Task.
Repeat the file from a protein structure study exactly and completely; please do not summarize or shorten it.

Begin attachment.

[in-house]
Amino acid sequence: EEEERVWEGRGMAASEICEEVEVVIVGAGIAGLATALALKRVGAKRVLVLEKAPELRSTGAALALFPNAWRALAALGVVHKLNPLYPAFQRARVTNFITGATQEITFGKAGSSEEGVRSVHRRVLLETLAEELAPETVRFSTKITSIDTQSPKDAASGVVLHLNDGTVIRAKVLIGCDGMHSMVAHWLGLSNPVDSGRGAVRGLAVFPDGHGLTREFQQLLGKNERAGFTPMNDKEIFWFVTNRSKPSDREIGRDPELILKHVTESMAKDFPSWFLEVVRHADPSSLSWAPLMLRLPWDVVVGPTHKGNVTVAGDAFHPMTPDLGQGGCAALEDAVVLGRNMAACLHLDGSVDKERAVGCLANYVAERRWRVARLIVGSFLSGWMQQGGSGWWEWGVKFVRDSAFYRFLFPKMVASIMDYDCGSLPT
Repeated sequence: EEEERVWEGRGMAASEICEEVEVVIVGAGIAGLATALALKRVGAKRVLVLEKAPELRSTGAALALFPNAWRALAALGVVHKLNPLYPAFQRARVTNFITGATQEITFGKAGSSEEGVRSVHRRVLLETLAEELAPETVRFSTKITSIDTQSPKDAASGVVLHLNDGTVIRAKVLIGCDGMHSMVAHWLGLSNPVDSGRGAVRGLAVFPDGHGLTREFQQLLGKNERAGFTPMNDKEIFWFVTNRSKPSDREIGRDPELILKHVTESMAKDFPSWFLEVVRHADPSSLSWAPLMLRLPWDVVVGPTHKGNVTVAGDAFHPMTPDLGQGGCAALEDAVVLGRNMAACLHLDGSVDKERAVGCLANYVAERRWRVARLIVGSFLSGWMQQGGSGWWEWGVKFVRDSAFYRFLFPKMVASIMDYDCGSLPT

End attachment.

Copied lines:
[in-house]
Amino acid sequence: EEEERVWEGRGMAASEICEEVEVVIVGAGIAGLATALALKRVGAKRVLVLEKAPELRSTGAALALFPNAWRALAALGVVHKLNPLYPAFQRARVTNFITGATQEITFGKAGSSEEGVRSVHRRVLLETLAEELAPETVRFSTKITSIDTQSPKDAASGVVLHLNDGTVIRAKVLIGCDGMHSMVAHWLGLSNPVDSGRGAVRGLAVFPDGHGLTREFQQLLGKNERAGFTPMNDKEIFWFVTNRSKPSDREIGRDPELILKHVTESMAKDFPSWFLEVVRHADPSSLSWAPLMLRLPWDVVVGPTHKGNVTVAGDAFHPMTPDLGQGGCAALEDAVVLGRNMAACLHLDGSVDKERAVGCLANYVAERRWRVARLIVGSFLSGWMQQGGSGWWEWGVKFVRDSAFYRFLFPKMVASIMDYDCGSLPT
Repeated sequence: EEEERVWEGRGMAASEICEEVEVVIVGAGIAGLATALALKRVGAKRVLVLEKAPELRSTGAALALFPNAWRALAALGVVHKLNPLYPAFQRARVTNFITGATQEITFGKAGSSEEGVRSVHRRVLLETLAEELAPETVRFSTKITSIDTQSPKDAASGVVLHLNDGTVIRAKVLIGCDGMHSMVAHWLGLSNPVDSGRGAVRGLAVFPDGHGLTREFQQLLGKNERAGFTPMNDKEIFWFVTNRSKPSDREIGRDPELILKHVTESMAKDFPSWFLEVVRHADPSSLSWAPLMLRLPWDVVVGPTHKGNVTVAGDAFHPMTPDLGQGGCAALEDAVVLGRNMAACLHLDGSVDKERAVGCLANYVAERRWRVARLIVGSFLSGWMQQGGSGWWEWGVKFVRDSAFYRFLFPKMVASIMDYDCGSLPT